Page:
To build a thriving business, you need to find the best balance between efficiency, productivity, quality, costs and profit. And given that labor is the second-biggest cost for most Western businesses, it’s no surprise that it’s one of the first costs they consider cutting.
Enter offshoring. Over the past decade, countries like the Philippines have become popular offshoring destinations for American, Australian, Canadian and European businesses. Thanks to significantly lower living costs, labor costs are up to 70% lower than at home.
Plus when you build a high quality offshore team, you don’t just reduce costs, you also improve efficiency and quality, further adding to your long-term bottom line.
So what’s the best way to offshore? Every business asks this question at the outset and, invariably, they find themselves considering the DIY model. “We’ll just set up a company in the Philippines and employ some people. How hard can it be?”
The answer? Very hard. That’s not to say impossible, but you should definitely consider the pros and cons, and all the other offshoring models, before jumping in.
DIY offshoring is when you incorporate a company in another country and set it up to run as an offshore division of your existing business. In a nutshell, you have 100% control. You set up the facilities, staff, security, infrastructure – everything.
On paper, this model can look like it delivers big on costing very little. But with 100% control comes 100% responsibility. The DIY model takes a lot longer to set up than the alternatives, it’s a lot more hands-on, and has many more hidden costs.
Unless you have solid experience working in and with the country you’re considering setting up in (including a good understanding of the labor laws), this model might not be right for your business. On the other hand, if you’re a larger business with lots of resources (think time and money) to invest in setting up an offshore team, this model could work for you.
But before you say yay or nay, there are three other models to choose from: project based outsourcing, BPO (traditional outsourcing) and managed operations models.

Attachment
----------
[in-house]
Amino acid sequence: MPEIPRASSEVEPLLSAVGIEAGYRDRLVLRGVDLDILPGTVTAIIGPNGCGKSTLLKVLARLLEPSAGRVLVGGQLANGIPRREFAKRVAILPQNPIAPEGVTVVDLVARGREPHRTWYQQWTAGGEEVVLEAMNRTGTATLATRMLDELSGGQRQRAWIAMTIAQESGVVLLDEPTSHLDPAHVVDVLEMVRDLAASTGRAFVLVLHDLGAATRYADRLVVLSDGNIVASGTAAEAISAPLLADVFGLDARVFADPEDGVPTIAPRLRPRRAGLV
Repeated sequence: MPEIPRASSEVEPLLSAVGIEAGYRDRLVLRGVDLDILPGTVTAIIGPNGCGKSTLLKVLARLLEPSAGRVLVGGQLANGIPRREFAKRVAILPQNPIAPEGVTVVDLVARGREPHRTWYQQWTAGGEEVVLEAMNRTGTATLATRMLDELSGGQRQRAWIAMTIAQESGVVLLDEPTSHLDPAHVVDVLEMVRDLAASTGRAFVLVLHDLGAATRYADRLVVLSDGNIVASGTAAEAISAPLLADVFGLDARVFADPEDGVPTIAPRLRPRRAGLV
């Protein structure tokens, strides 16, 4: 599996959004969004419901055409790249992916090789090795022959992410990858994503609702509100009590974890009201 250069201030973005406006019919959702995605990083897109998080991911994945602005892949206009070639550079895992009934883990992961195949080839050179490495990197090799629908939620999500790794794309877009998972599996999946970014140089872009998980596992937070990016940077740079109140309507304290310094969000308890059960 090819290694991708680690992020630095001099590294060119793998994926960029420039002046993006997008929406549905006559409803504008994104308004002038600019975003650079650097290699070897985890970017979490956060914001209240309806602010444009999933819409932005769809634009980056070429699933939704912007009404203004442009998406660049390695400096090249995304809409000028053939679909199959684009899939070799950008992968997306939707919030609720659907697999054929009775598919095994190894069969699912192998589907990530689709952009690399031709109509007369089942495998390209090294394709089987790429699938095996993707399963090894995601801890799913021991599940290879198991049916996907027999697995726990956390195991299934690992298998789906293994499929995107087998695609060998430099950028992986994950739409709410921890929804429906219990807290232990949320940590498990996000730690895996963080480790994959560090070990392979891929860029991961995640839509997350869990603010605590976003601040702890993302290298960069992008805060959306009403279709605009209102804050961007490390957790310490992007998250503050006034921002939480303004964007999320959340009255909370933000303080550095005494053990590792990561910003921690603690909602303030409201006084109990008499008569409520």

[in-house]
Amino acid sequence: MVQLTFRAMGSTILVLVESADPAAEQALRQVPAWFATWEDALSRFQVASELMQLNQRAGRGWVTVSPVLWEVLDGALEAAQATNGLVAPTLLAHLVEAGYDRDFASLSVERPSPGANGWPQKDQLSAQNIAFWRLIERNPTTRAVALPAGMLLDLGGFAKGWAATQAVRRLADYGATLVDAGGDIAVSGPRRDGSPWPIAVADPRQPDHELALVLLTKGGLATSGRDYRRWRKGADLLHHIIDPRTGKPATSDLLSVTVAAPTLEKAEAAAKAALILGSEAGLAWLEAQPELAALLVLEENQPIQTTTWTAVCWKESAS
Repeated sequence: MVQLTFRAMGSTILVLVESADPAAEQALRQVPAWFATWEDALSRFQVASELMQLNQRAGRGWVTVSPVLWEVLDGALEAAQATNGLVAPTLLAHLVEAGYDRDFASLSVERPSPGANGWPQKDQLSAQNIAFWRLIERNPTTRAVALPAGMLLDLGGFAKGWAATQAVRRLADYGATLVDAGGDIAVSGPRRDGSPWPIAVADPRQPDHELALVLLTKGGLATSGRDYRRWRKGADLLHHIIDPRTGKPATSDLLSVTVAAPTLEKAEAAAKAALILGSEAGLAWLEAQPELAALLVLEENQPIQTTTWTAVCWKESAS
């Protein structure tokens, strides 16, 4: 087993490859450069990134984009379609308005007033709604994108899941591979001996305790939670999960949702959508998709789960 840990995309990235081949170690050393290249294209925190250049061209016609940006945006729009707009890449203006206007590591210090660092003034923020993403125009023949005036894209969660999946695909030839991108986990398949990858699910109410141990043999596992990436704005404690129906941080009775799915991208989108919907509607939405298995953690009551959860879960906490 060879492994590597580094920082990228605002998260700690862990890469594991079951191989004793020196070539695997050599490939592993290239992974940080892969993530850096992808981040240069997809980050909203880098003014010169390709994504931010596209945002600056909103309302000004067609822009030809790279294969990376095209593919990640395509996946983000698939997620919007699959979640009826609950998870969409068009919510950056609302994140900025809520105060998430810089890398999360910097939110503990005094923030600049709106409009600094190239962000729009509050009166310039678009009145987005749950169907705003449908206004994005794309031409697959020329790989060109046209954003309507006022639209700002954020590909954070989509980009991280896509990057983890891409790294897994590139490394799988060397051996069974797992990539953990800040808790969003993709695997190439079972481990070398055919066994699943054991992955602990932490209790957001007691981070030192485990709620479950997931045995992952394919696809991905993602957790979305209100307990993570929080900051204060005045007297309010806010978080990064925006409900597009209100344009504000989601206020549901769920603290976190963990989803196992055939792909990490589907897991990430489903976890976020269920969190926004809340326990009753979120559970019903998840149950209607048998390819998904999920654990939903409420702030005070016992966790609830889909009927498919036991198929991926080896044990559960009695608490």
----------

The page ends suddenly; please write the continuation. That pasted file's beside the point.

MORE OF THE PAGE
Let’s look at these in more detail.
BPO is what comes to mind for most people when they think of offshoring, as many use the terms interchangeably. BPO means you pay an overseas company to handle everything to do with your offshore team, including their work practices, service quality, deliverables, productivity and so on.
It’s generally more expensive than other models and quality takes a nosedive. One of the reasons for this is that the offshore team isn’t integrated into your company’s culture and brand.
If quality isn’t your priority and you need an offshore team stat, this model could suit your business.
This model involves having a partner in the offshore location to set up an overseas division of your company. Think of it as the happy medium between the DIY and the BPO models. Your offshoring partner handles the facilities, IT, infrastructure, recruitment and HR, while you handle quality and productivity.
Essentially, managed operations allow you to focus on your core business while ensuring you still retain the control to help your offshore team become integrated into your company culture and your business as a whole. It gives you and your onshore team the opportunity to focus on your core priorities, while your offshoring partner takes care of the operational and admin side of things.
Managed operations is the most versatile model, as it suits small businesses who want to scale, and it also suits larger organizations that need to improve efficiency and quality. Because it’s easy to scale up and down, it’s also an ideal model to test the offshoring waters.
In this model you pay an offshore freelancer to complete a project for your business. It’s worth noting that they are a gun for hire – they are not dedicated solely to your business.
There are also some additional considerations to keep front of mind - the main one being reliability. If your freelancer is in an area with questionable weather conditions or poor infrastructure, do they have a backup generator for potential power outages? Can you be assured that they have the resources to handle the project - is their computer fast and secure enough? Also, how fast and reliable is their internet connection.
If these questions are left unchecked, there’ is the chance that a project’s deadline can be blown out of the water and quality can go downhill. Those desired costs savings can also get eaten away by an ever-moving deadline or the need to backtrack to get a more reliable resource onboard.
All things considered, this model is good for one-off projects where you need a niche skill-set, and is best suited to start-ups and small businesses with a limited budget. While this model can be cheap, as well as easy to find people, you do find you get what you pay for.
There are some best practices that will help you get the most out of your chosen offshoring model. These include:
When it comes down to it, every offshoring model has its own pros and cons, but committing to the right one for your business could be the best decision you’ve ever made.
For a more indepth explanation of these four models, check out this page.
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